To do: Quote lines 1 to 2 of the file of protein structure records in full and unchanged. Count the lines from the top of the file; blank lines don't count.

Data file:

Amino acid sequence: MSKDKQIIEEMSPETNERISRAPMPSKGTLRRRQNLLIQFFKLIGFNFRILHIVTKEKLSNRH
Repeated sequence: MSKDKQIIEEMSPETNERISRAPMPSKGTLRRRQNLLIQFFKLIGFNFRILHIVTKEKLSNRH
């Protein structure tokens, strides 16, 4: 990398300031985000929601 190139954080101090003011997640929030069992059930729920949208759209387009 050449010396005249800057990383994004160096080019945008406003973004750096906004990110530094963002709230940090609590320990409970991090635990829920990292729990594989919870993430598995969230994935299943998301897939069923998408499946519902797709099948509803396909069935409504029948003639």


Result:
Amino acid sequence: MSKDKQIIEEMSPETNERISRAPMPSKGTLRRRQNLLIQFFKLIGFNFRILHIVTKEKLSNRH
Repeated sequence: MSKDKQIIEEMSPETNERISRAPMPSKGTLRRRQNLLIQFFKLIGFNFRILHIVTKEKLSNRH